Friday, January 12, 2007

This toilet is flush with fish

Home renovators looking to bring life to the smallest room in their home now have the chance -- with a toilet that doubles as an aquarium.

The Fish 'n Flush is a clear two-piece toilet tank that replaces a standard toilet tank, with a see-through aquarium wrapping itself around a conventional toilet tank.

"We wanted to develop a product that had a dual purpose - to serve as a proper, fully functional toilet and also as a source of entertainment and conversation," said Devon Niccole, marketing director of California-based designer AquaOne Technologies Inc. which has just started to selling the tank.

He said the company, which specializes in water conservation equipment for home appliance, had worked with a marine biologist to design a tank that ensured the fish were not harmed when the toilet was flushed.

The aquarium toilet tank, which sells for $299, fits most toilets with the 2.2-gallon aquarium piece able to be easily removed for cleaning. The toilet tank itself holds 2.5 gallons which gives sufficient pressure for flushing.

"Some people think we're nuts but other just love it and parents are using it to help their children with potty training. One thing you can guarantee is that people will be talking about it after seeing it in your home," said Niccole.

Copyright © 2007 Reuters Limited.

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Mexican government probes tortilla price hike

MEXICO CITY — Mexico's antitrust agency announced Thursday that it was looking into potential price manipulation behind recent rising tortilla prices south of the border.

Tortilla prices have soared more than 60% in some markets in recent weeks, sparking outrage from consumers and calls by some legislators to regulate the price of the main source of nutrition for Mexico's poor.

In a statement, the Federal Competition Commission cited "structural problems" in the industry related to the concentration of market power in the hands of a few large players. And it promised to "attack the roots of the possible competition problems" in the industry.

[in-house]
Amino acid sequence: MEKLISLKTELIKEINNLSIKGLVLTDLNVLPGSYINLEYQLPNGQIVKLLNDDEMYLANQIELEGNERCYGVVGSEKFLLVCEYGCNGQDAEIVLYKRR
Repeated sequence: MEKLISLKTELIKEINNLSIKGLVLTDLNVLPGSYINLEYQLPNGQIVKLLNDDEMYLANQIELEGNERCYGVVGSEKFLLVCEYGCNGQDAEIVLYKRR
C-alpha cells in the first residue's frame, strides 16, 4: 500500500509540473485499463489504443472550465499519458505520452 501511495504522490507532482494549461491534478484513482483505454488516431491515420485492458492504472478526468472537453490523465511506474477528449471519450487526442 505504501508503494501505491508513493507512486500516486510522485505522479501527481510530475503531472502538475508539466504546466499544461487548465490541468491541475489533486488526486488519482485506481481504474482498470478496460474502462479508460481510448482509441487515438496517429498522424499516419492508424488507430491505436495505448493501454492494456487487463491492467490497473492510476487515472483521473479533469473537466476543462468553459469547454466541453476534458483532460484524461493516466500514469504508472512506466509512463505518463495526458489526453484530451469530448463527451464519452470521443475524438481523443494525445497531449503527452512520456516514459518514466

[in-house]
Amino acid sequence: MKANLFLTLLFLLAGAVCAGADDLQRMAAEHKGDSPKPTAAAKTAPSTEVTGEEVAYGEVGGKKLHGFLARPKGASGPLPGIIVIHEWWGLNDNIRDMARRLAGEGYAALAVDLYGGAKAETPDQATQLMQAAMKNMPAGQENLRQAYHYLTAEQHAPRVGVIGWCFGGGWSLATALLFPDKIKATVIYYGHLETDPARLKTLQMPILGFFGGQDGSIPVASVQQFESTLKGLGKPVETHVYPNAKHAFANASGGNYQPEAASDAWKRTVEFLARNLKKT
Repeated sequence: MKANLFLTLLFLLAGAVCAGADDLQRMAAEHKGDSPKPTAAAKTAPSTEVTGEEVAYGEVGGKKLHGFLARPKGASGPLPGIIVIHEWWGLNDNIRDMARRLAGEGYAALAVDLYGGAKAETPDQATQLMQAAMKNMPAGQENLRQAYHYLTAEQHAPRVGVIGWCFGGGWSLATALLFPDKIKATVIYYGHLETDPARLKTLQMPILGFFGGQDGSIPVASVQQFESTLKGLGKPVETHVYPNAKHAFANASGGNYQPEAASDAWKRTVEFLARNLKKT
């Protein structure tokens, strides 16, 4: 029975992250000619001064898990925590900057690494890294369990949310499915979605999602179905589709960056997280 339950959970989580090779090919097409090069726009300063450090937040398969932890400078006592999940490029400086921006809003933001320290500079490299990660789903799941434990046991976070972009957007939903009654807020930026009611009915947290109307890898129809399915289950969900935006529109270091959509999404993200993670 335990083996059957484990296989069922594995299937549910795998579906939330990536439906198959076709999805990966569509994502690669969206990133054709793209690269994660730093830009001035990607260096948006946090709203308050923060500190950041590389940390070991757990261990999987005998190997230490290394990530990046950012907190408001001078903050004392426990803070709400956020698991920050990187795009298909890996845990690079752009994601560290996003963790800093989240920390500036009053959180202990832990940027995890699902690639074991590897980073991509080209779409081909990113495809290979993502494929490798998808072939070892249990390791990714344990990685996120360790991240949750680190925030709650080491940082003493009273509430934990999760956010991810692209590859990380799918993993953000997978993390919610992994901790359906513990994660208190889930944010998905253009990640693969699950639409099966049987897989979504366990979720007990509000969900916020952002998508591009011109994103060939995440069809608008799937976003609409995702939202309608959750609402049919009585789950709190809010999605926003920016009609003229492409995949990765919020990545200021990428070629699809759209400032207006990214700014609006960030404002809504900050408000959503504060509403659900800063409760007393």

"Recent reforms … have given us better tools to investigate and sanction monopolistic practices in the corn-tortilla chain that are harming consumers," said Eduardo Perez Motta, president of the commission.

He said companies that were found to be engaging in monopolistic practices could be hit with fines of as much as $6.4 million.

The move was a direct slap at tortilla giant Gruma, which holds an estimated 70% share of the market for tortillas and cornmeal in Mexico. Executives could not be reached for comment Thursday. The company has not participated in the raging public debate as to why prices have exploded in recent weeks and how to get them under control.

Food industry executives have blamed the price increase on a variety of factors, including rising fuel and electricity costs. But one of the most popular explanations is tight supplies of corn stemming from the ethanol boom in the United States, which is consuming millions of bushels of the grain.

Experts say this explanation rings hollow because U.S. ethanol plants aren't consuming the type of corn used to make tortillas. Ethanol is made from yellow corn, which has limited uses for human consumption. Tortillas and cornmeal are made from white corn, which is not used in the production of bio-fuels. Mexico imports very little white corn from the U.S. And Mexico's farmers produced a good-sized crop of white corn in 2006, more than 21 million metric tons, according to government statistics.

Critics say intermediaries are deliberately withholding corn and cornmeal from the market. Respected Mexican central banker Guillermo Ortiz cited "speculation" for driving prices higher.

Mexico ended 2006 with a higher-than-expected inflation rate of 4.05%, driven largely by rising food costs.

Although tortilla prices have been rising all over Mexico, some cities have been hit worse than others, reinforcing suspicions of greed and price gouging.


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Wedding Guests Choose The Football Game Over The Ceremony

NEW ORLEANS (AP) -- Tara Chauffe understands she'll have some competition on her wedding day. She's getting married in New Orleans Saturday evening, the same time the Saints will be playing the Philadelphia Eagles in the Superdome. Chauffe says she's already had a dozen guests who've canceled because of the playoff game.

She knows they have tickets and she's trying to be sympathetic.

But two bridesmaids and a groomsman who have seats for the game are giving them up to attend the wedding.

Chauffe and husband-to-be Corey Boland say they'll probably have a TV at the reception, so guests can track the Saint's fortunes.

But they'll turn the sound down so there won't be any cheering interrupting their first dance.

© 2007 The Associated Press.

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Fake Priest Sells Phony Tickets For Pope's Speech

A man posing as a Catholic priest was arrested for selling phony tickets to get near Pope Benedict on his scheduled trip to Brazil in May, authorities said on Tuesday.

Erivandro Ferrer de Lima had charged believers 175 reais ($81.78) in cash and another 375 reais in installments for the possibility of "getting close and touching" the Pope, Police Inspector Rosicleide de Castro said by telephone from Fortaleza in the northeastern Ceara state.

Lima carried a false credential from the Brazilian Bishops Conference, held mass and heard hundreds of confessions to prey on his victims, Castro said.

"There are a lot of upset people," Castro said.

Brazil has more Catholic believers than any other country in the world.

In May, Pope Benedict will open the Latin American Episcopal Conference.

($1 = 2.15 reais)

Copyright © 2007 Reuters Limited.

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